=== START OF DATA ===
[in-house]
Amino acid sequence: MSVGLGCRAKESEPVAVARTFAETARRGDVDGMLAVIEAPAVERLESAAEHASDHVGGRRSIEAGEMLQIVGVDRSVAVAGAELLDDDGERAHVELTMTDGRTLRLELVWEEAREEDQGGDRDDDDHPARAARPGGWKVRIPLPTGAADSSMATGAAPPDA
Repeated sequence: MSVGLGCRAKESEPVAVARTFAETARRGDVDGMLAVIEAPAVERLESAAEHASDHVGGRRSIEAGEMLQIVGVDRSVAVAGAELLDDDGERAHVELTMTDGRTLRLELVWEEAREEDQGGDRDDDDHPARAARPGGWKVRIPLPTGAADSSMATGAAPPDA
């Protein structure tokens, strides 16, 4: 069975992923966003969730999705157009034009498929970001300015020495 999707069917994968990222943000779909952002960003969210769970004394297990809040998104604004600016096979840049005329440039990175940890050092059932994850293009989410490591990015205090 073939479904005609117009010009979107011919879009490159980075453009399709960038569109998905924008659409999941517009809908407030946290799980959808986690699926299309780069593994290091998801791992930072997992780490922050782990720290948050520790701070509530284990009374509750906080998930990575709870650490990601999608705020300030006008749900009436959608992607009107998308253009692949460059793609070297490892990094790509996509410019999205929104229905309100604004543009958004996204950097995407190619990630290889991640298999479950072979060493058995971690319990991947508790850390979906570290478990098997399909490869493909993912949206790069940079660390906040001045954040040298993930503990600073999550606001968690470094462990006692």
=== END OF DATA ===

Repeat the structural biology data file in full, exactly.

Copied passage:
[in-house]
Amino acid sequence: MSVGLGCRAKESEPVAVARTFAETARRGDVDGMLAVIEAPAVERLESAAEHASDHVGGRRSIEAGEMLQIVGVDRSVAVAGAELLDDDGERAHVELTMTDGRTLRLELVWEEAREEDQGGDRDDDDHPARAARPGGWKVRIPLPTGAADSSMATGAAPPDA
Repeated sequence: MSVGLGCRAKESEPVAVARTFAETARRGDVDGMLAVIEAPAVERLESAAEHASDHVGGRRSIEAGEMLQIVGVDRSVAVAGAELLDDDGERAHVELTMTDGRTLRLELVWEEAREEDQGGDRDDDDHPARAARPGGWKVRIPLPTGAADSSMATGAAPPDA
């Protein structure tokens, strides 16, 4: 069975992923966003969730999705157009034009498929970001300015020495 999707069917994968990222943000779909952002960003969210769970004394297990809040998104604004600016096979840049005329440039990175940890050092059932994850293009989410490591990015205090 073939479904005609117009010009979107011919879009490159980075453009399709960038569109998905924008659409999941517009809908407030946290799980959808986690699926299309780069593994290091998801791992930072997992780490922050782990720290948050520790701070509530284990009374509750906080998930990575709870650490990601999608705020300030006008749900009436959608992607009107998308253009692949460059793609070297490892990094790509996509410019999205929104229905309100604004543009958004996204950097995407190619990630290889991640298999479950072979060493058995971690319990991947508790850390979906570290478990098997399909490869493909993912949206790069940079660390906040001045954040040298993930503990600073999550606001968690470094462990006692």